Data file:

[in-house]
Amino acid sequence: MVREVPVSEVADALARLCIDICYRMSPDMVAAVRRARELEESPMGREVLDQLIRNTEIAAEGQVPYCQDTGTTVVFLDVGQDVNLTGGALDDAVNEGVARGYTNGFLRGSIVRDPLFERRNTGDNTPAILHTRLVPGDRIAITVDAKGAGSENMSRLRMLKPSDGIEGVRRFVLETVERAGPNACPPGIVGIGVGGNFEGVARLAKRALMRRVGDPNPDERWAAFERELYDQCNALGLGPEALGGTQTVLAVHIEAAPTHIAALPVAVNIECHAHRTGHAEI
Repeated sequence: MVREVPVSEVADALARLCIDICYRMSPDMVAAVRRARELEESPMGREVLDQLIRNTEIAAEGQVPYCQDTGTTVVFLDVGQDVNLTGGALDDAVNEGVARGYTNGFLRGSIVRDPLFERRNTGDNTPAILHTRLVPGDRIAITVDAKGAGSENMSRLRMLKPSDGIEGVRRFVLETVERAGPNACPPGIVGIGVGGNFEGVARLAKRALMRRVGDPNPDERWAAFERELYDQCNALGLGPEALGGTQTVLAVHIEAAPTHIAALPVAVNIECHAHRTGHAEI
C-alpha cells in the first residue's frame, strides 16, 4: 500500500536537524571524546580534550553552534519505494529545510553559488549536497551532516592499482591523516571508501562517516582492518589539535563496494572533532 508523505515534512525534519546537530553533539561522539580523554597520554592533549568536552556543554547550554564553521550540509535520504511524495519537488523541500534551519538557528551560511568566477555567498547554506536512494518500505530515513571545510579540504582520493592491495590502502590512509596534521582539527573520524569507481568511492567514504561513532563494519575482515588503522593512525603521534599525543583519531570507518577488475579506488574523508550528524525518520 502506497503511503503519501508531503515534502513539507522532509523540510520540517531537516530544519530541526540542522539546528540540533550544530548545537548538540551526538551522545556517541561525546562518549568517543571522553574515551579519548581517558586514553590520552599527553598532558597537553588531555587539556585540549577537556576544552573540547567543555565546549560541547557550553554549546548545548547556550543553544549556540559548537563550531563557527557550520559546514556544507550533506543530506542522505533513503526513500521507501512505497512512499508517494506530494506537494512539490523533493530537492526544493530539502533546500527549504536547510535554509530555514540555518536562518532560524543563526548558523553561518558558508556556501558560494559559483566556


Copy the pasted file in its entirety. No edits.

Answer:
[in-house]
Amino acid sequence: MVREVPVSEVADALARLCIDICYRMSPDMVAAVRRARELEESPMGREVLDQLIRNTEIAAEGQVPYCQDTGTTVVFLDVGQDVNLTGGALDDAVNEGVARGYTNGFLRGSIVRDPLFERRNTGDNTPAILHTRLVPGDRIAITVDAKGAGSENMSRLRMLKPSDGIEGVRRFVLETVERAGPNACPPGIVGIGVGGNFEGVARLAKRALMRRVGDPNPDERWAAFERELYDQCNALGLGPEALGGTQTVLAVHIEAAPTHIAALPVAVNIECHAHRTGHAEI
Repeated sequence: MVREVPVSEVADALARLCIDICYRMSPDMVAAVRRARELEESPMGREVLDQLIRNTEIAAEGQVPYCQDTGTTVVFLDVGQDVNLTGGALDDAVNEGVARGYTNGFLRGSIVRDPLFERRNTGDNTPAILHTRLVPGDRIAITVDAKGAGSENMSRLRMLKPSDGIEGVRRFVLETVERAGPNACPPGIVGIGVGGNFEGVARLAKRALMRRVGDPNPDERWAAFERELYDQCNALGLGPEALGGTQTVLAVHIEAAPTHIAALPVAVNIECHAHRTGHAEI
C-alpha cells in the first residue's frame, strides 16, 4: 500500500536537524571524546580534550553552534519505494529545510553559488549536497551532516592499482591523516571508501562517516582492518589539535563496494572533532 508523505515534512525534519546537530553533539561522539580523554597520554592533549568536552556543554547550554564553521550540509535520504511524495519537488523541500534551519538557528551560511568566477555567498547554506536512494518500505530515513571545510579540504582520493592491495590502502590512509596534521582539527573520524569507481568511492567514504561513532563494519575482515588503522593512525603521534599525543583519531570507518577488475579506488574523508550528524525518520 502506497503511503503519501508531503515534502513539507522532509523540510520540517531537516530544519530541526540542522539546528540540533550544530548545537548538540551526538551522545556517541561525546562518549568517543571522553574515551579519548581517558586514553590520552599527553598532558597537553588531555587539556585540549577537556576544552573540547567543555565546549560541547557550553554549546548545548547556550543553544549556540559548537563550531563557527557550520559546514556544507550533506543530506542522505533513503526513500521507501512505497512512499508517494506530494506537494512539490523533493530537492526544493530539502533546500527549504536547510535554509530555514540555518536562518532560524543563526548558523553561518558558508556556501558560494559559483566556